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New Council Scholarship Benefits Nursing Students
Ole Miss Women’s Council mentor Stephanie Barrett stands with her student, Amelia Dewitt.

In a way, Stephanie Barrett’s life has come full circle.

Raised in Starkville, Mississippi, by her widowed mother along with the help of her maternal uncle and both grandmothers – strong and dedicated family members who became her role models while supporting her financially – Barrett is now helping shape the lives and future career paths of University of Mississippi students.

With a $250,000 gift to the university, the Oxford, Mississippi, nurse practitioner and co-owner of Oxford Urgent Care Clinic established the Stephanie Gibson Barrett Ole Miss Women’s Council Scholarship Endowment.

Ole Miss Women’s Council for Philanthropy (OMWC) scholarships, at $40,000 each, are now among the top awards at Ole Miss. A total of 147 male and female students have benefited from the program.

“I am the first person in my family to graduate from college,” said Barrett, who earned her nursing degree from the University of Mississippi Medical Center (UMMC) in 1995. “Because I was that nursing student struggling financially and working multiple jobs to get through college, I decided to give this endowment to help others like me in the world.”

The OMWC began with a group of dedicated women committed to promoting philanthropy to sponsor innovative programs that would attract and develop students through leadership, scholarship and mentorship.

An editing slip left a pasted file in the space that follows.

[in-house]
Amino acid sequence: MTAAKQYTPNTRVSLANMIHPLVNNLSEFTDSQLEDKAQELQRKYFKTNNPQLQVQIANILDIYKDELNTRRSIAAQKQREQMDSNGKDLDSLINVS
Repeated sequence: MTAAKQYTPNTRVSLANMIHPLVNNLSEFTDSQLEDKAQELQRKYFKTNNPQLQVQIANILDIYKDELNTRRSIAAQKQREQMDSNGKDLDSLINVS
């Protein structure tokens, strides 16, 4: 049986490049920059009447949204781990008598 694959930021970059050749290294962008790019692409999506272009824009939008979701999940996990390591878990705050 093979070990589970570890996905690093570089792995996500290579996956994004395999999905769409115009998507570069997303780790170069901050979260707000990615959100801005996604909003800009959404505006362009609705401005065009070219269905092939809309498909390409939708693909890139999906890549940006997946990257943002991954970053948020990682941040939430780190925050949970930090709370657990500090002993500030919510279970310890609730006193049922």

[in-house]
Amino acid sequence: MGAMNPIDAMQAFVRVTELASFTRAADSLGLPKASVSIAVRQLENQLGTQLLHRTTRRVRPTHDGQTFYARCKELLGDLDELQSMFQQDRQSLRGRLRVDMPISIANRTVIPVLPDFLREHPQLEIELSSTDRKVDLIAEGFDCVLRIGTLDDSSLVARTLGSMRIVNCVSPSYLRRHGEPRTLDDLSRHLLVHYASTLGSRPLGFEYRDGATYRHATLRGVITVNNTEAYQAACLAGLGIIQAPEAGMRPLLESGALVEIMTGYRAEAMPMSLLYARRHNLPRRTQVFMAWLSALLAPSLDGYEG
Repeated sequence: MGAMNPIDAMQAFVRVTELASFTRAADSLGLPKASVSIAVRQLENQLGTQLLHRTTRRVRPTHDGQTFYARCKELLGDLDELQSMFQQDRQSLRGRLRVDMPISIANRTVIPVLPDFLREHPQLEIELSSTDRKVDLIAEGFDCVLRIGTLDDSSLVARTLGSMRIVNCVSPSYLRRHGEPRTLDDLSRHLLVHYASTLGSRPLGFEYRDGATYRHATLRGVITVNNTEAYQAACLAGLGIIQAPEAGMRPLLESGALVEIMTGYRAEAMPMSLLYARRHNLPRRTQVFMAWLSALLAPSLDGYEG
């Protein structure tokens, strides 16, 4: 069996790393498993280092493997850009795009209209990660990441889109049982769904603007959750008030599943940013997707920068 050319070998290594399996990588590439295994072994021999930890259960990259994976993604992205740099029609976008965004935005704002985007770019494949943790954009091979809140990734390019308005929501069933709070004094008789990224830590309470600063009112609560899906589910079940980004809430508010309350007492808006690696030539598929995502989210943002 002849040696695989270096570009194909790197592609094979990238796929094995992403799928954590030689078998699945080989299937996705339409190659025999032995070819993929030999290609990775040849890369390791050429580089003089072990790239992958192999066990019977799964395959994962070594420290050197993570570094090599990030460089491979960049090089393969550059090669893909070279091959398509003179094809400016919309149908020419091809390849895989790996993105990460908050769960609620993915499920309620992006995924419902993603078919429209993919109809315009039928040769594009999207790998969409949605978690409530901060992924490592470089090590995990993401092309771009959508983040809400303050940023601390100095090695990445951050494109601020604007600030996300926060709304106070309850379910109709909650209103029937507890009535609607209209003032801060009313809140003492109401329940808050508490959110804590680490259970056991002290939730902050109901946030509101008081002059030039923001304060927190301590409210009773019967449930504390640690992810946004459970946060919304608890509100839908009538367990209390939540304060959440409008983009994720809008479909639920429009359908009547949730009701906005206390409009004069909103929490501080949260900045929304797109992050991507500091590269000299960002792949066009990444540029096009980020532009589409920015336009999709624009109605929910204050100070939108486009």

Barrett is one of those women. In 2016, she volunteered to help guide young people the way her matriarchs mentored her.

“Through a lot of prayer, time spent with my mentee and, after reflecting on my career and profession, I realized how important it is to establish this endowment,” Barrett said. “I hope it will help instill the qualities I’ve gained through my experience in the nursing profession into other young men or women who will then go on to do great things.”

In addition to financial assistance, Barrett’s mentees gain clinical experience and self-confidence working in her clinic.

“I learned so much and gained such valuable experience in this role that I have been able to apply as a student nurse,” said Amelia Dewitt of Alexandria, Louisiana. “Stephanie helped me feel prepared and confident to begin nursing school, and I am so grateful for the time and effort that she invested in me.”

Dewitt graduated from Ole Miss with a bachelor’s degree in liberal arts, having majored in psychology. Now living in New York City, she credits the OMWC program and her relationship with Barrett for giving her the opportunity to pursue a nursing degree at New York University.

“Stephanie is more than just a mentor to me; I consider her a part of my family,” Dewitt said. “She helped me grow into the person I am today. Stephanie is extremely generous and unbelievably kind, and she knows how to brighten anyone’s day. Her selflessness is so inspiring, and I look up to her as my biggest role model.